• The test artifacts are implemented in programmable and repeatable formats (as software programs).
• The test artifacts are documented in the same way that the product is documented.
• Developers of the test artifacts use the same tools, techniques, and training as the software engineers developing the product.
These disciplines allow for significant levels of homogenization across project workflows, which are described in Chapter 8. Everyone works within the notations and techniques of the four sets used for engineering artifacts, rather than with separate sequences of design and test documents. Interpersonal communications, stakeholder reviews, and engineering analyses can be performed with fewer distinct formats, fewer ad hoc notations, less ambiguity, and higher efficiency.
Testing is only one aspect of the assessment workflow. Other aspects include inspection, analysis, and demonstration. Testing refers to the explicit evaluation through execution of deployment set components under a controlled scenario with an expected and objective outcome. The success of a test can be determined by comparing the expected outcome to the actual outcome with well-defined mathematical precision. Tests are exactly the forms of assessment that are automated.
Although the test artifact subsets are highly project-specific, the following example clarifies the relationship between test artifacts and the other artifact sets. Consider a project to perform seismic data processing for the purpose of oil exploration. This system has three fundamental subsystems: (1) a sensor subsystem that captures raw seismic data in real time and delivers these data to (2) a technical operations subsystem that converts raw data into an organized database and manages queries to this database from (3) a display subsystem that allows workstation operators to examine seismic data in human-readable form. Such a system would result in the following test artifacts:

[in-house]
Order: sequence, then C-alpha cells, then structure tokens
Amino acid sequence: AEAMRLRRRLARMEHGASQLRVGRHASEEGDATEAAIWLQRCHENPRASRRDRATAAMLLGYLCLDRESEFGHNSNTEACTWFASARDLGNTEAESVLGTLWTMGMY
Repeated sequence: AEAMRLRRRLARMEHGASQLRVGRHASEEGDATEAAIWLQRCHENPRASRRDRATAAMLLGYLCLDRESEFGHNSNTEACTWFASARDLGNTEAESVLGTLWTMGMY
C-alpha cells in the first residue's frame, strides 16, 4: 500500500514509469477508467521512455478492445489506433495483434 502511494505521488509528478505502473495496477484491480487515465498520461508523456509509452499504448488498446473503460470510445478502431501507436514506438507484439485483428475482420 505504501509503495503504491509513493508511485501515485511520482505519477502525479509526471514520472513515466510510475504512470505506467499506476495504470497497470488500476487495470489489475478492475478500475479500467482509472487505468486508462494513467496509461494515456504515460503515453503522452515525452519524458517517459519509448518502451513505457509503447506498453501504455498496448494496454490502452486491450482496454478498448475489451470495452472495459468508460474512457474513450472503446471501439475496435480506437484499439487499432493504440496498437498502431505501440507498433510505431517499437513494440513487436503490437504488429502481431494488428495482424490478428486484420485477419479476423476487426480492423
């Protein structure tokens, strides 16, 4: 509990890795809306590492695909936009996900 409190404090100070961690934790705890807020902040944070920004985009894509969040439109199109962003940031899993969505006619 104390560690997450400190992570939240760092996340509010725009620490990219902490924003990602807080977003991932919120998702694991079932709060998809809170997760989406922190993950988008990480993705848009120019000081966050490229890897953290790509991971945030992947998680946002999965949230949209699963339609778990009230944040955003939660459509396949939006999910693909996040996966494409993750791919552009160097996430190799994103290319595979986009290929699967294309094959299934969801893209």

• Management set. The release specifications and release descriptions capture the objectives, evaluation criteria, and results of an intermediate milestone. These artifacts are the test plans and test results negotiated among internal project teams. The software change orders capture test results (defects, testability changes, requirements ambiguities, enhancements) and the closure criteria associated with making a discrete change to a baseline.
• Requirements set. The system-level use cases capture the operational concept for the system and the acceptance test case descriptions, including the expected behavior of the system and its quality attributes. The entire requirements set is a test artifact because it is the basis of all assessment activities across the life cycle.
• Design set. A test model for nondeliverable components needed to test the product baselines is captured in the design set. These components include such design set artifacts as a seismic event simulation for creating realistic sensor data; a "virtual operator" that can support unattended, after-hours test cases; specific instrumentation suites for early demonstration of resource usage; transaction rates or response times; and use case test drivers and component stand-alone test drivers.
• Implementation set. Self-documenting source code representations for test components and test drivers provide the equivalent of test procedures and test scripts. These source files may also include human-readable data files representing certain statically defined data sets that are explicit test source files. Output files from test drivers provide the equivalent of test reports.
• Deployment set. Executable versions of test components, test drivers, and data files are provided.
For any release, all the test artifacts and product artifacts are maintained using the same baseline version identifier. They are created, changed, and obsolesced as a consistent unit. Because test artifacts are captured using the same notations, methods, and tools, the approach to testing is consistent with design and development. This approach forces the evolving test artifacts to be maintained so that regression testing can be automated easily.